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RMAF 2013 – Day Two highlights

  • [Mal Kenney takes us through his second day at the 2013 Rocky Mountain Audio Festival – Ed]


    Grimm Audio

    Studio heroes Grimm Audio are bringing their active monitors to the hifi realm. DSP crossovers, class D amps, and seamless integration meant that there wasn’t a more incisive system on offer at the show. Forty Grand stateside. I actually had to fetch my wife out of this room. Twice.

    Further information: Grimm Audio


    Manzanita Audio

    Long time DIY demigod John Busch brought his $2500 Manzanita speakers to the show. Open baffles, 18″ woofers, solid, meaty bass down to 40hz or so… If you’re looking to have a drum-kit in your room on a budget, this is where you go. These things are no joke.

    Further information: Manzanita Audio



    Consistent show-killers PTE brought their usual Phoenix SG speakers, ten grand worth of active standmount. I keep telling people to go check out this room. They either come back in love or they come back with their ears bleeding because Mark Thoke (Chief Bottle Washer) has cranked the Stones up past Altamont levels. Again.

    Sources here were either an Antelope Gold DAC or PTE’s own phono stage (US$1600). Spinning vinyl was a modest George Warren / Graham Phantom / Soundsmith Hyperion setup that cost more than the rest of system combined.

    Further information: PTE Acoustics


    Sadurni Acoustics

    The great thing about RMAF when compared to a regional dealer show is the complete whackos who show up. Jorge Sadurni is a complete whacko. He’s my kind of whacko. He brought huge, red horns. They gelled at one (small) spot in the room, sounded iffy everywhere else, and made a big giant impression for a company making its first show appearance. Price ranges between $25k and $45k.

    Further information: Sadurni Acoustics



    Klangwerk and Weiss were on offer in Tim Ryan’s SimpliFI room. Tim doesn’t hold with special furniture. His rack is a Swiss piece of mass-produced modernity that gets assembled with string. His subwoofers get jammed into the space that reasonable people would use for vinyl. He puts a source on top, plugs in his powered mastering speakers, and is cranking out music within fifteen minutes of showing up.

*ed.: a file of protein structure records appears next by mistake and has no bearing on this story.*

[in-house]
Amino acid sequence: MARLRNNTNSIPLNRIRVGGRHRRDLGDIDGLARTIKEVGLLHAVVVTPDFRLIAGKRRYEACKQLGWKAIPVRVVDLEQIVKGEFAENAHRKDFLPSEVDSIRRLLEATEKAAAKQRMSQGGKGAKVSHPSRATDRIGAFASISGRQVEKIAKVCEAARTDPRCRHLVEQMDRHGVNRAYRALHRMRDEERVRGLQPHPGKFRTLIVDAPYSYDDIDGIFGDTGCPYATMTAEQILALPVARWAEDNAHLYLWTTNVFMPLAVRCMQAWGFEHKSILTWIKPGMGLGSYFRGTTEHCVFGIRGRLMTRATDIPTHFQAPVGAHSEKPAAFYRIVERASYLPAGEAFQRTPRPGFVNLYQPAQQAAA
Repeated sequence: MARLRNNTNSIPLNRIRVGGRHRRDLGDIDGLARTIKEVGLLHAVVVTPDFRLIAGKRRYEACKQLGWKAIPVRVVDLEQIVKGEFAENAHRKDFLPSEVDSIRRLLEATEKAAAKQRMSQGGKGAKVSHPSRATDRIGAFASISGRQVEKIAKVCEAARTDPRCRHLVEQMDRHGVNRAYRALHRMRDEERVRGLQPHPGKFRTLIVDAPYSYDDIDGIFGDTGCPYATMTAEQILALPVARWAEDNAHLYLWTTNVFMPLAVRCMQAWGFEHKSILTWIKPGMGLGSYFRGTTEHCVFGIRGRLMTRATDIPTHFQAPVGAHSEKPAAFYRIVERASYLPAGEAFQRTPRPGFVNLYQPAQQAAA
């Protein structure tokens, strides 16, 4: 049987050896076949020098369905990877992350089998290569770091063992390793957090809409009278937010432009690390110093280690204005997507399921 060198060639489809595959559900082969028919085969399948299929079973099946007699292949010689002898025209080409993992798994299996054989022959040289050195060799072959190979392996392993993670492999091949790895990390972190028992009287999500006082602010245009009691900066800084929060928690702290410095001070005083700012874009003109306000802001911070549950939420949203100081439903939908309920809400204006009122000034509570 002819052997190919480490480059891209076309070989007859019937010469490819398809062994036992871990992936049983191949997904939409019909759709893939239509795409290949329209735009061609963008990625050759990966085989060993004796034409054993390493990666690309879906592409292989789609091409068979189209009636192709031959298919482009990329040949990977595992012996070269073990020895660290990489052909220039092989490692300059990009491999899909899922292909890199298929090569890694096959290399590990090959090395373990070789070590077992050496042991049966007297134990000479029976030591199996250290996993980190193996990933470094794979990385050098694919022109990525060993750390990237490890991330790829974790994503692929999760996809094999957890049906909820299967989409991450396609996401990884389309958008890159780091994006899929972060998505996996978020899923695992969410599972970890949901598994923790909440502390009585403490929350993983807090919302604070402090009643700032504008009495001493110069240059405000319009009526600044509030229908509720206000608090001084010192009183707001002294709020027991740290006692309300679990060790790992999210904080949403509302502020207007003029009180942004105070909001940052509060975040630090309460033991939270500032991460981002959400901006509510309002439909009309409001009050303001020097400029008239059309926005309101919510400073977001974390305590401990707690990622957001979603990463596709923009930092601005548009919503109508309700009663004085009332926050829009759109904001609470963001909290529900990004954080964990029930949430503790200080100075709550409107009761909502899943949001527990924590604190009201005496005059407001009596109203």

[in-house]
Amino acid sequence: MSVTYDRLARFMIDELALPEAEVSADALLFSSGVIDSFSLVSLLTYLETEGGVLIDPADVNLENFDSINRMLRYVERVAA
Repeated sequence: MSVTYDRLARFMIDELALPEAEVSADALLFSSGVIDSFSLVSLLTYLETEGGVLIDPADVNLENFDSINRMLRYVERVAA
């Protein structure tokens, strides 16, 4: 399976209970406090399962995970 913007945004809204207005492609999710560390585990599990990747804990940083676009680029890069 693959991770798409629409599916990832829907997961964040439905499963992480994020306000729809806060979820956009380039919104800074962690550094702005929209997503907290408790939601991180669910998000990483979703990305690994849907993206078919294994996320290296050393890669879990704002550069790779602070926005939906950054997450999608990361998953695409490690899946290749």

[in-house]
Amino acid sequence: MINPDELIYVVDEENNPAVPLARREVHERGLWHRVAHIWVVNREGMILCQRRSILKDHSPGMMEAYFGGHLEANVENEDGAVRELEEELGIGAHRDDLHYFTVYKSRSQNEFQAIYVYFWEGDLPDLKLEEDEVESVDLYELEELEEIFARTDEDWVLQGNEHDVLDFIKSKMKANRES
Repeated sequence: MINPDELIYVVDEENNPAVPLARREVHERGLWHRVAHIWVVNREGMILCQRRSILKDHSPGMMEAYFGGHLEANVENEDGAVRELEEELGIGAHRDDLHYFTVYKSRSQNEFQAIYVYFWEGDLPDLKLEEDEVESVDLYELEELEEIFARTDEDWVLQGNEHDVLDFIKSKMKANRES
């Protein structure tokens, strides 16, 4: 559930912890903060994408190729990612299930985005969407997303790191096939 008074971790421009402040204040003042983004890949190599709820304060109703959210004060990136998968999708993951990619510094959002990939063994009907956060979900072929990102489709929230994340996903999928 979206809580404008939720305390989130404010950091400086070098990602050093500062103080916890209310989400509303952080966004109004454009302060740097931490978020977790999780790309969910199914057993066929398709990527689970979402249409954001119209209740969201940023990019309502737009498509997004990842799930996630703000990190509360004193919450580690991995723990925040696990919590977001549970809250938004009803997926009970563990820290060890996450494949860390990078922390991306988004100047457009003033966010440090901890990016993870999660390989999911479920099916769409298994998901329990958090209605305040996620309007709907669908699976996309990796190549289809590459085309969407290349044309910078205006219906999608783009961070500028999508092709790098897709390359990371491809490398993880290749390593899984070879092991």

The Klangwerk Ella speakers (US$7500 *each*) were the stars here. These active monitors have a couple of keen little knobs on the back that help you deal with room problems. This may have been the system that best fit the confines of a hotel room.

    Further information: SimpliFI Audio


    Lindemann & Manger

    Lindemann paired up with Manger for a real glimpse of the future. Lindemann’s ridiculously good looking MusicBook series of little boxes was on offer. Unused, unplugged, and unloved on a side wall were the MusicBook:50 balanced input stereo amp (US$2250) and a Musicbook:10 USB DAC and pre-amp (US$4000).

    Up front and hooked up to a cell phone and a power cord were the MusicBook:25 (US$5500) – a DNLA music player, pre-amp and headphone amp. This Terry Pratchett hardcover sized box showed a surprising amount of Lindemann’s house sound on tap. The speakers were a sea-foam green pair of of active Manger MSMs1. Daniela Manger was on hand to explain that European pricing is hovering around ¢16,000 but with US distribution yet to be finalised, US pricing would be a figment of my imagination.

    The sound? Mangers have always been special. Here, actively crossed with well sorted amps on the top and bottom, the Mangers offered a delicacy that rivalled the best an old Quad ESL could manage. If there seemed to be a little brittleness, it was early in the day and I’d barely had any coffee.

    This is what the future looks like, and I for one  am looking forward to it.

    Further information: Lindemann | Manger Audio



    The lighted pedestal was a nice touch (I thought). Wadia’s Intuition 01 (US$8500) is probably the slickest bit of modern industrial design floating through the hifi world these days. Highlighting it seems proper. I’ve heard it before, and while I was impressed, I’d always thought of it as being a bit too much style and a just a wee bit too little substance. Sonus Faber’s Olympica I (US$7700) was the dancing partner at RMAF.

    There. Is. Something. To. Be. Said. For. Corporate. Synergy.